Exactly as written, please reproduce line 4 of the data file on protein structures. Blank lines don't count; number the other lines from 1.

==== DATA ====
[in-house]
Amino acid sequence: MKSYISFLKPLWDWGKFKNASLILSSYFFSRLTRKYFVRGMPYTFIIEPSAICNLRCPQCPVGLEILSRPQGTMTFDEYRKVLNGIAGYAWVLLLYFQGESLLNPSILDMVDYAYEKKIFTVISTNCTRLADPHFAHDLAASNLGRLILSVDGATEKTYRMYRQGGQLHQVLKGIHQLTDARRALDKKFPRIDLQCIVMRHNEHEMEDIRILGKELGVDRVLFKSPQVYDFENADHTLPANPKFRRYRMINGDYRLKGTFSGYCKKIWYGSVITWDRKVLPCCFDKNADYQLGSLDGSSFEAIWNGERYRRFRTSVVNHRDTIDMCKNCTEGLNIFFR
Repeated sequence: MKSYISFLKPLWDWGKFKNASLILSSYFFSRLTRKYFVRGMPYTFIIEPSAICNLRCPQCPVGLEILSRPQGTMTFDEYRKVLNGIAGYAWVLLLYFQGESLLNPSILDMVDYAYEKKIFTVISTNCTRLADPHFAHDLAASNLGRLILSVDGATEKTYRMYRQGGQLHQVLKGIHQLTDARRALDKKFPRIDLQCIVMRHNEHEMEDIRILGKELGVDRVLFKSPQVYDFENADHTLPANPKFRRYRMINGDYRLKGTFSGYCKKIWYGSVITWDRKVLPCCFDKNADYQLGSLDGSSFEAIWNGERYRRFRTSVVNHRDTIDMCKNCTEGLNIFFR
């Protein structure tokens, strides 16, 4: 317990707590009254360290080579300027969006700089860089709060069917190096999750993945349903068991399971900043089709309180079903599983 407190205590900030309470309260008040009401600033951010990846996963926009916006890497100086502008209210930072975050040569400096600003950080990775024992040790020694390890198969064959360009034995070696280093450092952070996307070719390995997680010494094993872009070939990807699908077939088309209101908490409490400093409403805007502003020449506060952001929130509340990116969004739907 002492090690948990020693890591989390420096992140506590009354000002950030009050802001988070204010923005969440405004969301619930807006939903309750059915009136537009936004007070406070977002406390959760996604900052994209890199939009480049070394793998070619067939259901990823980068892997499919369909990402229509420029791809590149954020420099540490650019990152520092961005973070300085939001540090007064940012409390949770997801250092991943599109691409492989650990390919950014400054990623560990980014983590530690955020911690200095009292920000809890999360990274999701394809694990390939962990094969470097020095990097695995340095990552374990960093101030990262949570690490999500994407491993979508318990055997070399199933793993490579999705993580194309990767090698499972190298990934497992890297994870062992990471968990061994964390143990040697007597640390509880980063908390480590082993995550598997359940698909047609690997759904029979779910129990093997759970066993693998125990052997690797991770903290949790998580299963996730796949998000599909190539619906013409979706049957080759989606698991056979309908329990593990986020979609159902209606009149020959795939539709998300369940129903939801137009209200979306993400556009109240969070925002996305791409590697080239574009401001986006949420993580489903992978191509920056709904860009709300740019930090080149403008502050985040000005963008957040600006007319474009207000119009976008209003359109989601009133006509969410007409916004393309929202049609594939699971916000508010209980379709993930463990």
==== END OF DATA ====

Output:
């Protein structure tokens, strides 16, 4: 317990707590009254360290080579300027969006700089860089709060069917190096999750993945349903068991399971900043089709309180079903599983 407190205590900030309470309260008040009401600033951010990846996963926009916006890497100086502008209210930072975050040569400096600003950080990775024992040790020694390890198969064959360009034995070696280093450092952070996307070719390995997680010494094993872009070939990807699908077939088309209101908490409490400093409403805007502003020449506060952001929130509340990116969004739907 002492090690948990020693890591989390420096992140506590009354000002950030009050802001988070204010923005969440405004969301619930807006939903309750059915009136537009936004007070406070977002406390959760996604900052994209890199939009480049070394793998070619067939259901990823980068892997499919369909990402229509420029791809590149954020420099540490650019990152520092961005973070300085939001540090007064940012409390949770997801250092991943599109691409492989650990390919950014400054990623560990980014983590530690955020911690200095009292920000809890999360990274999701394809694990390939962990094969470097020095990097695995340095990552374990960093101030990262949570690490999500994407491993979508318990055997070399199933793993490579999705993580194309990767090698499972190298990934497992890297994870062992990471968990061994964390143990040697007597640390509880980063908390480590082993995550598997359940698909047609690997759904029979779910129990093997759970066993693998125990052997690797991770903290949790998580299963996730796949998000599909190539619906013409979706049957080759989606698991056979309908329990593990986020979609159902209606009149020959795939539709998300369940129903939801137009209200979306993400556009109240969070925002996305791409590697080239574009401001986006949420993580489903992978191509920056709904860009709300740019930090080149403008502050985040000005963008957040600006007319474009207000119009976008209003359109989601009133006509969410007409916004393309929202049609594939699971916000508010209980379709993930463990």